COP28 Update: Transitioning from Fossil Fuels to Renewables

Delegates at COP28 in Dubai are discussing concrete strategies to mitigate impacts of rapid climate change.

by Faruk Imamovic
COP28 Update: Transitioning from Fossil Fuels to Renewables
© Getty Images News/Sean Gallup

Delegates at COP28 in Dubai are discussing concrete strategies to mitigate the impacts of rapid climate change. The primary focus is on reducing the consumption of fossil fuels – coal, oil, and gas – which account for over three-quarters of global greenhouse gas emissions.

This reduction is crucial in limiting the global temperature increase, aligning with the goals set during the Paris Agreement in 2015: to keep warming "well below" 2°C and to "pursue efforts" to limit it to 1.5°C.

Encouragingly, according to the International Energy Agency (IEA), global demand for coal, oil, and gas is expected to peak before 2030. However, this alone is insufficient to meet the Paris Agreement targets. Alongside reducing fossil fuel usage, there's a growing shift towards renewable energy sources, such as wind and solar power.

These alternatives are becoming more viable and widespread, with solar generation quintupling and wind generation more than doubling since 2015. By 2030, renewables like wind and solar are projected to supply over a third of all electricity, a significant increase from the current 12%.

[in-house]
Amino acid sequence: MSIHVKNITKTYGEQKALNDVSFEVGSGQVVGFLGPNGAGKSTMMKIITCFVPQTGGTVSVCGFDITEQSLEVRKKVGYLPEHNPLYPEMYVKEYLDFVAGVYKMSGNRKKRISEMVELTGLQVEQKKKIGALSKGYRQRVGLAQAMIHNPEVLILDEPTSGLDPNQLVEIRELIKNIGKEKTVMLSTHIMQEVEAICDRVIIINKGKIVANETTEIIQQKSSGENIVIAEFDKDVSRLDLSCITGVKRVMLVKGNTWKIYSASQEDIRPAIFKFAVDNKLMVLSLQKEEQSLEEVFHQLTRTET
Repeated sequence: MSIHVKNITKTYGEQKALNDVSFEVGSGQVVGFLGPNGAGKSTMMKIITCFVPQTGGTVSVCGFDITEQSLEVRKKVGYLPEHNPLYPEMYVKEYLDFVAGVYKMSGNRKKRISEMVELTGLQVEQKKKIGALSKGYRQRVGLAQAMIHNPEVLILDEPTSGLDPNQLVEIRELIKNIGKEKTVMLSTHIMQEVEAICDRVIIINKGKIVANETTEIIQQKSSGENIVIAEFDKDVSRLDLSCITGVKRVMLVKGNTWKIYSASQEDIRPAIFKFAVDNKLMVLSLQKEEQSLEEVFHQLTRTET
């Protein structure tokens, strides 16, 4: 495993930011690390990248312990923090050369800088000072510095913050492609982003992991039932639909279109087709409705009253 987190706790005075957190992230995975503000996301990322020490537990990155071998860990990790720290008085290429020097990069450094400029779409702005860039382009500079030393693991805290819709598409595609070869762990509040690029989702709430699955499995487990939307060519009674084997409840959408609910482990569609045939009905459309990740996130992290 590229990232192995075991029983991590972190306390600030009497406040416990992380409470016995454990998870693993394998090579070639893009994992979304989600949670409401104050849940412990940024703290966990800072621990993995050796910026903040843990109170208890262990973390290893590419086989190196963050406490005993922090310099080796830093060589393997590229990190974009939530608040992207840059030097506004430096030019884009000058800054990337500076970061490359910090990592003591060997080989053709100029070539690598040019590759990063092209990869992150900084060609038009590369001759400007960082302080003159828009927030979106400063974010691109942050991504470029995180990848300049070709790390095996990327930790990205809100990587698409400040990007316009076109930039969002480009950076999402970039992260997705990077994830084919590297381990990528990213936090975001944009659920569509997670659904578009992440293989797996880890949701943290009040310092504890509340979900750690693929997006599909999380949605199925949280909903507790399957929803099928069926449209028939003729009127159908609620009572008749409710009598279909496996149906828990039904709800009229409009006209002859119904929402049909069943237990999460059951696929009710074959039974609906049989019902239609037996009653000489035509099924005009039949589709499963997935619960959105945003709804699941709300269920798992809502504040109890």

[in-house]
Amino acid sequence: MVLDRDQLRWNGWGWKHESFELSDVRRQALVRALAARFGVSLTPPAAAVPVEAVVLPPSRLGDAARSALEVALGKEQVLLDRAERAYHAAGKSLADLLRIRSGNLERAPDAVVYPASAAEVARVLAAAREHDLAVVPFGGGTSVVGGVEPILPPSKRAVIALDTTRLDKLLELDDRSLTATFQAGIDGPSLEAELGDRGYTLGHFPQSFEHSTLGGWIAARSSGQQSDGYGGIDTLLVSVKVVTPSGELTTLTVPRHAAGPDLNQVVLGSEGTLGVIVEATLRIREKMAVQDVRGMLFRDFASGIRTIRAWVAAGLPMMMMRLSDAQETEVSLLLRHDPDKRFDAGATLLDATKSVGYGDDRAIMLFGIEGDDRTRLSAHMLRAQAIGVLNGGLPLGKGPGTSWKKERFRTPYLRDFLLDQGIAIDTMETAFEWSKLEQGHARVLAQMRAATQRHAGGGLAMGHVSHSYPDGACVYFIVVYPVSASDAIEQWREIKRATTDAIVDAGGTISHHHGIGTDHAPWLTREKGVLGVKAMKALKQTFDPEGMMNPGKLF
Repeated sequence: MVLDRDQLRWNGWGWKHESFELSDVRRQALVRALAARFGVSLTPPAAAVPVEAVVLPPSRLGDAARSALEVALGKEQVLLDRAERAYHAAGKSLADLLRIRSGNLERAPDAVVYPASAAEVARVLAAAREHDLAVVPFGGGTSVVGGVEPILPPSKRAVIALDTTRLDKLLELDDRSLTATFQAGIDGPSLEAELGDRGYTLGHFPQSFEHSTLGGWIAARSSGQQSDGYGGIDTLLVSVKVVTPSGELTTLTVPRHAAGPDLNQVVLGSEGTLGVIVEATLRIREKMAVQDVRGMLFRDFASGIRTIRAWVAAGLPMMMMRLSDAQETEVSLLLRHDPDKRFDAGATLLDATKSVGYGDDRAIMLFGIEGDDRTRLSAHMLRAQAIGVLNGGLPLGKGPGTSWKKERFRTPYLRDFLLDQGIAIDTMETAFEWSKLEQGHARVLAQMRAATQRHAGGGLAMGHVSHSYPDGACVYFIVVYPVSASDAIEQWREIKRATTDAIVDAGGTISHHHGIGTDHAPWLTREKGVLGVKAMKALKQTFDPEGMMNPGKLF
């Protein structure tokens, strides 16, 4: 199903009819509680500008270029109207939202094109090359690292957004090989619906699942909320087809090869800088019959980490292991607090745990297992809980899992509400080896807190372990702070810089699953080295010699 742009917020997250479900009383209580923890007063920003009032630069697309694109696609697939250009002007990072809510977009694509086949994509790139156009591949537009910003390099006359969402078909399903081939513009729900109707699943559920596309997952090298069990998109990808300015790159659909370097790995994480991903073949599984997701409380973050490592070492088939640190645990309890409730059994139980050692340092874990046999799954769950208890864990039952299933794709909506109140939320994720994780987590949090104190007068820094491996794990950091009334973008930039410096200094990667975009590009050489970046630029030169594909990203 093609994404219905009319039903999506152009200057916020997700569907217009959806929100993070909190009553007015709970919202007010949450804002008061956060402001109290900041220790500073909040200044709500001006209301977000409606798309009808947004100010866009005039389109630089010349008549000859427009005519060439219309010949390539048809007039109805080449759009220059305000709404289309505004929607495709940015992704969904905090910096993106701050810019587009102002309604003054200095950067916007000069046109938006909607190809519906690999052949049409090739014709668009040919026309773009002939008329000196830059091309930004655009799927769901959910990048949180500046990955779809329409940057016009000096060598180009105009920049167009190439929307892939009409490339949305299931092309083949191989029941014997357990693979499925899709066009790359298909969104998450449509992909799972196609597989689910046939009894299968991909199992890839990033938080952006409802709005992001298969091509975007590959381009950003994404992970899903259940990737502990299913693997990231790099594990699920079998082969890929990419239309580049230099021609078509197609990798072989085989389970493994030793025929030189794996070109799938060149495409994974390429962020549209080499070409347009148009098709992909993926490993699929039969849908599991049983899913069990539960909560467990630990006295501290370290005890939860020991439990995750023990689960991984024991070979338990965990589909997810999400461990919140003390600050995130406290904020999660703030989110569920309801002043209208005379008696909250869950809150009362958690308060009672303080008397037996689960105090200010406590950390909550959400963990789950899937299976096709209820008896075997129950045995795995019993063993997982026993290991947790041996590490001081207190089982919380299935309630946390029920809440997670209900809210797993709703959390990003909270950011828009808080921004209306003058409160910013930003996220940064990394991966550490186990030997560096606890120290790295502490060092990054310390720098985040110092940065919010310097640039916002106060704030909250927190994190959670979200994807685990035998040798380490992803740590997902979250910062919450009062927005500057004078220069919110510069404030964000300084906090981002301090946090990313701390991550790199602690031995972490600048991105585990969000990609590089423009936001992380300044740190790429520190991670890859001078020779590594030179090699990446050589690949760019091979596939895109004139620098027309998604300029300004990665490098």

Electrifying Transport and Addressing Methane Emissions

Another key area of focus is transforming the transportation sector. Road transport contributes about 10% of global greenhouse gas emissions, primarily through the burning of petrol and diesel.

Electric vehicles (EVs) present a promising solution, with the potential to significantly reduce emissions. In regions like Europe and the United States, battery EVs can cut emissions by around two-thirds over their lifetime compared to petrol equivalents.

While EVs are not entirely emission-free, as they still rely on electricity that may be generated from fossil fuels, their overall impact is considerably less harmful to the planet. Methane emissions, responsible for around 30% of current global warming, are also under scrutiny.

Although less abundant than carbon dioxide, methane is about 80 times more potent as a warming gas over a 20-year period. However, it remains in the atmosphere for a relatively short time - around 10 years, compared to centuries for CO2.

Thus, effectively tackling methane emissions could have a rapid and significant impact on global warming. To limit warming to 1.5°C, capturing carbon dioxide emissions from the source or directly from the atmosphere is increasingly seen as necessary.

This is particularly true given the limited time remaining to achieve the 1.5°C goal and the challenges in decarbonizing sectors like agriculture and aviation. Carbon capture can occur through natural processes, with land and oceans already absorbing over half of CO2 emissions.

However, enhancing these processes or developing artificial methods of carbon capture will be crucial in reducing the overall concentration of greenhouse gases in the atmosphere.